verb (used without object), cried, cry·ing.
verb (used with object), cried, cry·ing.
noun, plural cries.
- a pack of hounds.
- a continuous baying of a hound or a pack in following a scent.
Origin of cry
Synonyms for cry
Related Words for criedmoan, sob, groan, wail, sigh, grieve, mourn, weep, complain, howl, fret, growl, exclaim, shout, whoop, cheer, holler, coo, bark, grunt
Examples from the Web for cried
Contemporary Examples of cried
Better to be a beggar in freedom,” he cried out, “than to be forced into compromises against my conscience.The Catholic Philosopher Who Took on Hitler
John Henry Crosby
December 26, 2014
Dr. Julie Bindeman, a married mom of three, cried as she told the story of her two abortions.Women Share Their Secret Abortion Stories For 1 in 3 Campaign
November 20, 2014
On stage, the smartly suited Mixner was both very funny and very serious, and he cried after confessing the mercy killings.Gay Activist David Mixner: I Mercy Killed 8 People
October 29, 2014
Giulavogui cried, 55 years old and less than a decade in America, but sounding like a Gotham newsboy from another era.From Ebola Country to NYC’s Subways
October 25, 2014
The man who would become the most influential fictionalist of the last half of the 20th century cried, “Ah, caramba!”Borges Had A Genius For Literature But Not Love Or Much Else
October 24, 2014
Historical Examples of cried
Which was very ugly in me, and I cried afterwards and told her how sorry I was.The Spenders
Harry Leon Wilson
"Here is somebody who will look at Hope," cried Kate, suddenly.Malbone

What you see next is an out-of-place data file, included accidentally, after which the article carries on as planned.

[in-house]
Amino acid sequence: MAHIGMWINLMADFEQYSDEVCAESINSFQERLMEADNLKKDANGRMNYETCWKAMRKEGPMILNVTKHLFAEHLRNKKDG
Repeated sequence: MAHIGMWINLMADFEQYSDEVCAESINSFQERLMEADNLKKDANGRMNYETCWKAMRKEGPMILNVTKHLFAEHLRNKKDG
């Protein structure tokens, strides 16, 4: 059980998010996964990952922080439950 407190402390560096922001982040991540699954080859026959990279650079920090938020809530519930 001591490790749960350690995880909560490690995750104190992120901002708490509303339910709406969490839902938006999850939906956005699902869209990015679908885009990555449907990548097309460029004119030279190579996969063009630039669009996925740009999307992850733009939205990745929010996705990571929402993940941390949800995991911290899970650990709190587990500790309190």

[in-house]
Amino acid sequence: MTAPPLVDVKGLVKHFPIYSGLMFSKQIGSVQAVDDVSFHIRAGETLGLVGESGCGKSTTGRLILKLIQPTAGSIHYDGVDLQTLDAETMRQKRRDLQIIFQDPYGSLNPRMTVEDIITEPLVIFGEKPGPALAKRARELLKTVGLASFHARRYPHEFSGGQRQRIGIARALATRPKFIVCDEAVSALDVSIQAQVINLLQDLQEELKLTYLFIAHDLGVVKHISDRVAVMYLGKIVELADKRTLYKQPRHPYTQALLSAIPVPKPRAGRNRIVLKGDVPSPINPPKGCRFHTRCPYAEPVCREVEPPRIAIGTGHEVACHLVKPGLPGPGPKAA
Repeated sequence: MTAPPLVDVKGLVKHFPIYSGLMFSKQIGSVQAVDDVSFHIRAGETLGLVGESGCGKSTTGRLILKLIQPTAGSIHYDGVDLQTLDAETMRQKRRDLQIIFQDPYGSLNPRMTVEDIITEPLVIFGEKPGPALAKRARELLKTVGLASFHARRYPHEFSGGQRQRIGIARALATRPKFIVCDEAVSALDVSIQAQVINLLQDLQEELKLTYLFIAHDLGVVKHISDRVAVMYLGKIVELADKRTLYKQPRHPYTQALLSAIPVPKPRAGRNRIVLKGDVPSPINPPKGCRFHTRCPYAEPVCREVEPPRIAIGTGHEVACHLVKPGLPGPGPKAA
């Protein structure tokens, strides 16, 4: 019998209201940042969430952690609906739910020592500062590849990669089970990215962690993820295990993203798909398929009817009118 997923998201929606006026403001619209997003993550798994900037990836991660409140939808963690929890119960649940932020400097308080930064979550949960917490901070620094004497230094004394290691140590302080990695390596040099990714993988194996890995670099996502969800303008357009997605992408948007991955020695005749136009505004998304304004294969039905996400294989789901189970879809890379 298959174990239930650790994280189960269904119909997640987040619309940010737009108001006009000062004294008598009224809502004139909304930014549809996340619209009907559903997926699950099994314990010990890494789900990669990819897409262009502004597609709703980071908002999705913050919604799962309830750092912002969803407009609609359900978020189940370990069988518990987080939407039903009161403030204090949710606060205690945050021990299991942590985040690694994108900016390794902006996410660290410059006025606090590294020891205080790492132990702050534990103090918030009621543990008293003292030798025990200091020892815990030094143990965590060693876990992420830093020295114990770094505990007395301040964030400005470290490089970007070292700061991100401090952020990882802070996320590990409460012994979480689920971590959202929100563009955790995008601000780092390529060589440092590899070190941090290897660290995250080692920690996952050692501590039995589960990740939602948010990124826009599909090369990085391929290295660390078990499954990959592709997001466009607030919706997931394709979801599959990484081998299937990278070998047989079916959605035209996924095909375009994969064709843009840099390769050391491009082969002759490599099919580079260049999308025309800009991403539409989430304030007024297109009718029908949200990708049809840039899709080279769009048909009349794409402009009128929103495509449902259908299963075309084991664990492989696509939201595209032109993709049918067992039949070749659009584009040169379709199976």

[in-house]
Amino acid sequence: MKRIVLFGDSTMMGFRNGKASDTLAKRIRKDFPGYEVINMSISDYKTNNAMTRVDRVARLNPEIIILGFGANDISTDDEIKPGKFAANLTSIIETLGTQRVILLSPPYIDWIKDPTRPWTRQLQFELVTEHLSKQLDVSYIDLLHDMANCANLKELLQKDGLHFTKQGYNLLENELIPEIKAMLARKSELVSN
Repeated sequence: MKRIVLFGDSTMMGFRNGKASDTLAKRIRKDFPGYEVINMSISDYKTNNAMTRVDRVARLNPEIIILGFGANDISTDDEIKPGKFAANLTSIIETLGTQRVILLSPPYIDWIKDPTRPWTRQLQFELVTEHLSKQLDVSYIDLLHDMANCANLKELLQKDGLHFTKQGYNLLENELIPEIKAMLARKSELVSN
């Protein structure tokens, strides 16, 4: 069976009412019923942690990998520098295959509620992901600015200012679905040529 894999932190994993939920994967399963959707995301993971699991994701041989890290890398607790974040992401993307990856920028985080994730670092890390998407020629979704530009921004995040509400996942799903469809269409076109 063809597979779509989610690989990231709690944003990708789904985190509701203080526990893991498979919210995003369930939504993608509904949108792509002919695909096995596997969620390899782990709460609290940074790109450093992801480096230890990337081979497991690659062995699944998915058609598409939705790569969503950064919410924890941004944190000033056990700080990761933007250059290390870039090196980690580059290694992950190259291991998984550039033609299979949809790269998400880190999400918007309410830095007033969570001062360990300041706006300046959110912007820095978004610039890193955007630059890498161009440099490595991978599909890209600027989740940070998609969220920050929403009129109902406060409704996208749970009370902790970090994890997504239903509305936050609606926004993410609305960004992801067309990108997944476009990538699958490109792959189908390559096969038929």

Thomas Wentworth Higginson
"I might have known you'd be the first," cried Grace with joyful affection.Grace Harlowe's Return to Overton Campus
Jessie Graham Flower
"It's the way you're treating me," he cried, with a clumsy man's awkward attempt at gesture.Viviette
William J. Locke
But she had to; and she was sent out of the room because she cried.Life and Death of Harriett Frean
verb cries, crying or cried
noun plural cries
- a long way
- something very different
Word Origin for cry
past tense and past participle of cry (v.).
early 13c., "beg, implore," from Old French crier, from Vulgar Latin *critare, from Latin quiritare "to wail, shriek" (source of Italian gridare, Old Spanish cridar, Spanish and Portuguese gritar), of uncertain origin; perhaps a variant of quirritare "to squeal like a pig," from *quis, echoic of squealing, despite ancient folk etymology that traces it to "call for the help of the Quirites," the Roman constabulary. The meaning was extended 13c. to weep, which it largely replaced by 16c. Related: Cried; crying.
Most languages, in common with English, use the general word for "cry out, shout, wail" to also mean "weep, shed tears to express pain or grief." Romance and Slavic, however, use words for this whose ultimate meaning is "beat (the breast)," cf. French pleurer, Spanish llorar, both from Latin plorare "cry aloud," but probably originally plodere "beat, clap the hands." Also Italian piangere (cognate with French plaindre "lament, pity") from Latin plangere, originally "beat," but especially of the breast, as a sign of grief. U.S. colloquial for crying out loud is 1924, probably another euphemism for for Christ's sake.
late 13c., from cry (v.).